Science Desk (EFE).- NASA on Monday delayed the SpaceX Crew-6 mission to the International Space Station “due to a ground systems issue.”
The mission was scheduled to take off from Kennedy Space Center’s Launch Complex 39A in Florida and take four astronauts to spend at least six months carrying out more than 200 experiments and maintenance tasks at the space station.
A launch window was available for Tuesday, but NASA and SpaceX have decided to forgo that “due to unfavorable weather forecast conditions.”
“The next available launch attempt is at 12:34 a.m. EST Thursday, pending resolution of the technical issue preventing Monday’s launch,” the space agency said.
“I’m proud of the NASA and SpaceX teams’ focus and dedication to keeping Crew-6 safe,” NASA Administrator Bill Nelson said.
“Human spaceflight is an inherently risky endeavor and, as always, we will fly when we are ready.”
The space agency said the crew and the vehicles, the Falcon 9 rocket and the Dragon Endeavor capsule, were “in a safe configuration.”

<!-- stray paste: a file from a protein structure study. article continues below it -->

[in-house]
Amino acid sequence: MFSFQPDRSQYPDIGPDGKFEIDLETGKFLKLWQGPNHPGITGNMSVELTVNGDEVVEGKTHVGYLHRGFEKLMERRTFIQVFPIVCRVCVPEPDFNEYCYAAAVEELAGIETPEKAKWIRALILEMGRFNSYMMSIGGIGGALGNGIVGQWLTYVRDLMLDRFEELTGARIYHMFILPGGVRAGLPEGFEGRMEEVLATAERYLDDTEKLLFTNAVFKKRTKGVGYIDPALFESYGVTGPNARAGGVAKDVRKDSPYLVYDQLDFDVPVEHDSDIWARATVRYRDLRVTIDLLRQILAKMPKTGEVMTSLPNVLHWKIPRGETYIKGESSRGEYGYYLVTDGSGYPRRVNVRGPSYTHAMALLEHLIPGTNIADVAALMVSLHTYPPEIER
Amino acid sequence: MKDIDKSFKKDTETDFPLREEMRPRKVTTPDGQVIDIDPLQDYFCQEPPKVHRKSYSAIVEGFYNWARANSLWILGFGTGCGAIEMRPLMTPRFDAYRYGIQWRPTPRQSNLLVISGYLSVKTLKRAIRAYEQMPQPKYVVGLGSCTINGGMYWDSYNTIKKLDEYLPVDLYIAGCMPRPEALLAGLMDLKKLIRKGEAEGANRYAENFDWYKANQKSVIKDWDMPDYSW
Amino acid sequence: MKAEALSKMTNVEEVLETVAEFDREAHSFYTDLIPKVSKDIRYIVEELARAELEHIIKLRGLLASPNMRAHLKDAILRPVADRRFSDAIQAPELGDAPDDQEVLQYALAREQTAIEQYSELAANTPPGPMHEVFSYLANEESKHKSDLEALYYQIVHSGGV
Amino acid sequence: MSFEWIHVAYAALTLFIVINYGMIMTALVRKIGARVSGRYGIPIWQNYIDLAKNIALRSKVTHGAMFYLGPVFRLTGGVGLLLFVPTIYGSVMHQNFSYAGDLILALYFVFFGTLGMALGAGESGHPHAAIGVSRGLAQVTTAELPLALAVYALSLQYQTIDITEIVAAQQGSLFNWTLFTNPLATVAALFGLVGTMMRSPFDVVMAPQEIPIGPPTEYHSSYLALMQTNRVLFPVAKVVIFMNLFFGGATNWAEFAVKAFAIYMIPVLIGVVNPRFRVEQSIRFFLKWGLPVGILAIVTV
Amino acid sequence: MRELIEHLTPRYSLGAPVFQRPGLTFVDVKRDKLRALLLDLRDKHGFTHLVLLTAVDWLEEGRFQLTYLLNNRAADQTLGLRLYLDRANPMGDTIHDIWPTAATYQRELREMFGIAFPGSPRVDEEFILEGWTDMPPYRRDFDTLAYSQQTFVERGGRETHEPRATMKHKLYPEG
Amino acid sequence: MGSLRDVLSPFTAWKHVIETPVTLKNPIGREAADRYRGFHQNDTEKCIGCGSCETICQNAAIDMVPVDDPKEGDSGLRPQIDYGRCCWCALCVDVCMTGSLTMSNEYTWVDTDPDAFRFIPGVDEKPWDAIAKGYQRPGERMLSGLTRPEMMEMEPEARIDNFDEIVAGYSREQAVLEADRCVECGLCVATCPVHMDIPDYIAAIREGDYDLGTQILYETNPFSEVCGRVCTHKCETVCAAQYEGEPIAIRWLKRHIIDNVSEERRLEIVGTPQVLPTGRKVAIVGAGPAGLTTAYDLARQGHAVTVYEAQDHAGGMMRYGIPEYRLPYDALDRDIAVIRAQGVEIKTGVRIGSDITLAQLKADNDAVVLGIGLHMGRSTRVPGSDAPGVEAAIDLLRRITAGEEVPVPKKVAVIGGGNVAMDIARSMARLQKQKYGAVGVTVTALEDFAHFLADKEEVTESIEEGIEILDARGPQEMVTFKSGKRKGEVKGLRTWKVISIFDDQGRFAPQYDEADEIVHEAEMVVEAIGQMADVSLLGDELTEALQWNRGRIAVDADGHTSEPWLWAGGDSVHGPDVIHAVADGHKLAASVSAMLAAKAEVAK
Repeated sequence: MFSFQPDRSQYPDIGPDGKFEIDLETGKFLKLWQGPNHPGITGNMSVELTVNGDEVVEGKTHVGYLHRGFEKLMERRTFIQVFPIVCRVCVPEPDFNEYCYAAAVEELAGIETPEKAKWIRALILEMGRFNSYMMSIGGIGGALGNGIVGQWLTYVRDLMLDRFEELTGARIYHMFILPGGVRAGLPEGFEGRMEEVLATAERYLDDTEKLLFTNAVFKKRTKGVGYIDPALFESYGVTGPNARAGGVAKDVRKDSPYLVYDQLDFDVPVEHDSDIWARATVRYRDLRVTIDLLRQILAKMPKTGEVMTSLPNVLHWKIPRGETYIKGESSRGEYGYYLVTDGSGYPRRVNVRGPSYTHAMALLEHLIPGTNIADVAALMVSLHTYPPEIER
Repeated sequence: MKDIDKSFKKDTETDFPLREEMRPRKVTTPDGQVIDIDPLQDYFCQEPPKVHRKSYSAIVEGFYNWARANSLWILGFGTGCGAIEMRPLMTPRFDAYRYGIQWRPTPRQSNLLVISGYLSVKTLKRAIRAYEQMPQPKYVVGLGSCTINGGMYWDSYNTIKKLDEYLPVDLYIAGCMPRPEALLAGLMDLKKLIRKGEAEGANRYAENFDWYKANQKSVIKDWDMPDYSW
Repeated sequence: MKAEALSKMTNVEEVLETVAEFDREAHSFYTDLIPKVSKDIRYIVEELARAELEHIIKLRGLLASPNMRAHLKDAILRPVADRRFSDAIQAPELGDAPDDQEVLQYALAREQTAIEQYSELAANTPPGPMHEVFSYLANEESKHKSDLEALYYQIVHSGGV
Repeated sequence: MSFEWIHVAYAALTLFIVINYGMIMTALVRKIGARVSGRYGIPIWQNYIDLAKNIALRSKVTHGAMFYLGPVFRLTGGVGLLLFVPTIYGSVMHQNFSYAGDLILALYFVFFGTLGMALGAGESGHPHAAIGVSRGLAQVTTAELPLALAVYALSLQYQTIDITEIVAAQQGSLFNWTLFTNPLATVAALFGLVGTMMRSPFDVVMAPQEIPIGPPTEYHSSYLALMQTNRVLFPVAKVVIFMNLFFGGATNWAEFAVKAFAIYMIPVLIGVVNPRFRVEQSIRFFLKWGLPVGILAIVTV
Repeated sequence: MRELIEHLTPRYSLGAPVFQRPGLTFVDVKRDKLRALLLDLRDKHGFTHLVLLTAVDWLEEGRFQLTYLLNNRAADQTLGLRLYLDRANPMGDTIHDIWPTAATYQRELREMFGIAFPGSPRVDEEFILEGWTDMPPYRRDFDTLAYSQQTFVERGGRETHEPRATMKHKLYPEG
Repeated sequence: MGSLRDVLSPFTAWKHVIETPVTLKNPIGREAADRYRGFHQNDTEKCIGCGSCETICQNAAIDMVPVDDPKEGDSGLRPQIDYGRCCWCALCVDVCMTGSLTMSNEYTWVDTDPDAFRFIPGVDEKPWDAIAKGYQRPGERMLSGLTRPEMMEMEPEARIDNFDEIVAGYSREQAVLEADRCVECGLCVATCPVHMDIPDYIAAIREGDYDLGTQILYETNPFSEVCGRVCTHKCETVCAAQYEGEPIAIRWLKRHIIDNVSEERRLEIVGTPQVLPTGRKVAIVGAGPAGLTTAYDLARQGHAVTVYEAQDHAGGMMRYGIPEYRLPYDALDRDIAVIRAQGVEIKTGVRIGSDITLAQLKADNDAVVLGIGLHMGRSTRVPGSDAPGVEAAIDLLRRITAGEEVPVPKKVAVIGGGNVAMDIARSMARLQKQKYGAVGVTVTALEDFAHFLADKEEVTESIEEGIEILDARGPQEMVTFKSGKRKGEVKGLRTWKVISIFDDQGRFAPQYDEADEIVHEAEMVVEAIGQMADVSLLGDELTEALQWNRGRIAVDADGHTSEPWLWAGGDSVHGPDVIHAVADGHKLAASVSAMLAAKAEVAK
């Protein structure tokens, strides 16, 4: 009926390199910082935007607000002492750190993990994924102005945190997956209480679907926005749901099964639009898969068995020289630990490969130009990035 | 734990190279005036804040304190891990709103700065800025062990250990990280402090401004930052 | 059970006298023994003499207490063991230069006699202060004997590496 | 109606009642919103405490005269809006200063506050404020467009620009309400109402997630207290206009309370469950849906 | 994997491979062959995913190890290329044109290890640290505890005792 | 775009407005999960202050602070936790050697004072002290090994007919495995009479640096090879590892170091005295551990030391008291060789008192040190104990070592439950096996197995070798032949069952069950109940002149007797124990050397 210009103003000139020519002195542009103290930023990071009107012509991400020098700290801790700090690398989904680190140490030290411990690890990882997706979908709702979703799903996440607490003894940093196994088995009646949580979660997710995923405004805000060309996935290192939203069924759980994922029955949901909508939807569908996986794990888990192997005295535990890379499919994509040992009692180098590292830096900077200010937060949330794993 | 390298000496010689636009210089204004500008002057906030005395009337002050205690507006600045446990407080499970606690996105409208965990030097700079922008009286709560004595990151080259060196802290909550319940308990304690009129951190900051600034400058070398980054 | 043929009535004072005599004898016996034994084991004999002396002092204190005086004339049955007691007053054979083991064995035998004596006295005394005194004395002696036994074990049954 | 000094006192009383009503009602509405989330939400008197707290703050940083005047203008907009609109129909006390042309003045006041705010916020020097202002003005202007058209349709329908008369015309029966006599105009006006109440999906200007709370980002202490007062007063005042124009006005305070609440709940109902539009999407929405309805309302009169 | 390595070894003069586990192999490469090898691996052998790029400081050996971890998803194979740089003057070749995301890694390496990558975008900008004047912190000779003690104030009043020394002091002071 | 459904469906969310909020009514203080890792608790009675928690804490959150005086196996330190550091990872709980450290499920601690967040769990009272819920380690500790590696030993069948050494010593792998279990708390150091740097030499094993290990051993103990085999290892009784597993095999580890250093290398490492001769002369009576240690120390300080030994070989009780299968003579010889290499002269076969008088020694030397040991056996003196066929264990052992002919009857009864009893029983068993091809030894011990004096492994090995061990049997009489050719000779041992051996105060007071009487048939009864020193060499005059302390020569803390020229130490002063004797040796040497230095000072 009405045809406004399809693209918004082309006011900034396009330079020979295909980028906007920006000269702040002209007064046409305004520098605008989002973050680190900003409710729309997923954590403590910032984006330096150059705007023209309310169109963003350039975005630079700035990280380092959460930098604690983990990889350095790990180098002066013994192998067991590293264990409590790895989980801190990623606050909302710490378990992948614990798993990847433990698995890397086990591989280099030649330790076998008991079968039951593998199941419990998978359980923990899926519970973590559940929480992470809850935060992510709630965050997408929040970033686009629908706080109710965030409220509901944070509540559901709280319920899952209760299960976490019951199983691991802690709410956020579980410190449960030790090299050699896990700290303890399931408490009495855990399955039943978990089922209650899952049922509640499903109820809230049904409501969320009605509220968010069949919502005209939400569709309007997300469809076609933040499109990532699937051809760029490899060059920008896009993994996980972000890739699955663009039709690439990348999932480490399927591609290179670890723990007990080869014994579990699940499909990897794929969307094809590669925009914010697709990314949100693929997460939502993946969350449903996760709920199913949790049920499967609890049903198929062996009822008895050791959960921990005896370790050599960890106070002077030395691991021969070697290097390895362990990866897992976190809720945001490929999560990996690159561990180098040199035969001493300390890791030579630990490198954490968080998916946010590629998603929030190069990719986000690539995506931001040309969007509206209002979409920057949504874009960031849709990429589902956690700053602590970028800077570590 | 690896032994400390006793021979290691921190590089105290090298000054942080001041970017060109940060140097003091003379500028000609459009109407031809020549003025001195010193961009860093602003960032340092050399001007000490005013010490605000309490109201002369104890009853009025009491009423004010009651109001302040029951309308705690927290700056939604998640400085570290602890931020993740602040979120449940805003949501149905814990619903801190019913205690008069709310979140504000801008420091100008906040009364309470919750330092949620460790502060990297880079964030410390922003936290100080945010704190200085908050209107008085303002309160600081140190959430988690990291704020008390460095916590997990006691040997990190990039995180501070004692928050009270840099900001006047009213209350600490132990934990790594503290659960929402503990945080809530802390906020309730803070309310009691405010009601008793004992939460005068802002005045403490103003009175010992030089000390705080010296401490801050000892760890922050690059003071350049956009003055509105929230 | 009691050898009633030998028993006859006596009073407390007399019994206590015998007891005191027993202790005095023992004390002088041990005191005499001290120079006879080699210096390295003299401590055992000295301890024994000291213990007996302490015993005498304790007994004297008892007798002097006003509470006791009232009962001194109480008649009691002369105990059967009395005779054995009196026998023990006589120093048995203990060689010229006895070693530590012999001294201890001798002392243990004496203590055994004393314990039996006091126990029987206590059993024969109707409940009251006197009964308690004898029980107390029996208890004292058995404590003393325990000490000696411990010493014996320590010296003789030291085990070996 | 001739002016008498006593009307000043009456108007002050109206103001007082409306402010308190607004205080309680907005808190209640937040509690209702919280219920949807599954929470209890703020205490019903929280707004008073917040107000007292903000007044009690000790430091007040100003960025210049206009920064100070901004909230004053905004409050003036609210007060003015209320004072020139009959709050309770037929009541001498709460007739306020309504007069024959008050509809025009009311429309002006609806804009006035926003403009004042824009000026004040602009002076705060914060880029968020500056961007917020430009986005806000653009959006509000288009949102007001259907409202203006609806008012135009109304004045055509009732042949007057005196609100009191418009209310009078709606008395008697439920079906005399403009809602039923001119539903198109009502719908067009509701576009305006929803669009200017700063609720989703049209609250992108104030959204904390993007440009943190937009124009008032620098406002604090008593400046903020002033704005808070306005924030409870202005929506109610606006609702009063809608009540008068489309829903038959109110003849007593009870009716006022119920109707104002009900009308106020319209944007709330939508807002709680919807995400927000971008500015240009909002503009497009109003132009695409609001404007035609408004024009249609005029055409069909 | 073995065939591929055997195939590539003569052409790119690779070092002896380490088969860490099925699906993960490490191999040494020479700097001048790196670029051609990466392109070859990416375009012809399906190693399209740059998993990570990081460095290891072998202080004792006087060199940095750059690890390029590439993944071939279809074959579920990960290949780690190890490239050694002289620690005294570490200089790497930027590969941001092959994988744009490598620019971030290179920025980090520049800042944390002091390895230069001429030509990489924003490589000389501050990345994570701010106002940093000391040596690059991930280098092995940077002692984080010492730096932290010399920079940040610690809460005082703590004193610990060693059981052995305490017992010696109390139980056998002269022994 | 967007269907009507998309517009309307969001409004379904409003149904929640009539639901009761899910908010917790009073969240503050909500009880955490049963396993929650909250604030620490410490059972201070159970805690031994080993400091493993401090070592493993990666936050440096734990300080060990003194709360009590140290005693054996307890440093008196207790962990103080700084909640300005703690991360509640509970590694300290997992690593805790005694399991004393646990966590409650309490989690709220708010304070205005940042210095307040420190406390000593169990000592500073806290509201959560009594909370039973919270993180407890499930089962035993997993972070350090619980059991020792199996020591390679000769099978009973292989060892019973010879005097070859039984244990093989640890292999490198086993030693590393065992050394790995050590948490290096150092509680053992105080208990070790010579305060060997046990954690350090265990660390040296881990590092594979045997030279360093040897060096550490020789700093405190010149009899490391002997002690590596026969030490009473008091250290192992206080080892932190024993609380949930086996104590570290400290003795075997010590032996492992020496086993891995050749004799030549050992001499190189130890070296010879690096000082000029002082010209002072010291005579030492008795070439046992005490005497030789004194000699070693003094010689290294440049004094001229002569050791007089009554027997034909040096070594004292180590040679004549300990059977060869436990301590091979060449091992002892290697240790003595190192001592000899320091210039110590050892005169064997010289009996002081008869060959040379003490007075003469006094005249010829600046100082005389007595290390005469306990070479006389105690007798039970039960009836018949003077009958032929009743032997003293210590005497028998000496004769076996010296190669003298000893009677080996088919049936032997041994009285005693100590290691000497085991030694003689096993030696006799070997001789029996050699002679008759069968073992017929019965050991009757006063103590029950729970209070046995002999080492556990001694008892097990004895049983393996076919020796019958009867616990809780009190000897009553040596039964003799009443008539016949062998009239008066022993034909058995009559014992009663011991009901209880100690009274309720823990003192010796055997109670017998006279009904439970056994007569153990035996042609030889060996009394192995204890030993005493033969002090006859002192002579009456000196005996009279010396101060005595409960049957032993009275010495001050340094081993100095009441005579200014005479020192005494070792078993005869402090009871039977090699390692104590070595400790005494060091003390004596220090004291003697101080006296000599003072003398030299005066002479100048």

“SpaceX has removed propellant from the Falcon 9 rocket and the astronauts have exited the Dragon spacecraft for astronaut crew quarters.”
The decision to cancel the flight was made two minutes and thirty seconds before the launch of the Falcon 9, which was to take off at 1:45 a.m. Eastern time.
The launch was earlier delayed from Febr.26 to 27 for additional thermal analysis of the panels on the exterior of the Dragon capsule.
The mission is the sixth crew rotation flight of a Dragon spacecraft as part of NASA’s Commercial Crew Program, carrying NASA astronauts Stephen Bowen and Warren “Woody” Hoburg, who will serve as spacecraft commander and pilot, respectively.
The other two are UAE (United Arab Emirates) astronaut Sultan Alneyadi and Roscosmos cosmonaut Andrey Fedyaev, who will serve as mission specialists.
Crew-6 is scheduled for a long-duration stay of up to six months aboard the space station for science and maintenance before returning to Earth.
The crew will do new scientific investigations to prepare for human exploration beyond low-Earth orbit. EFE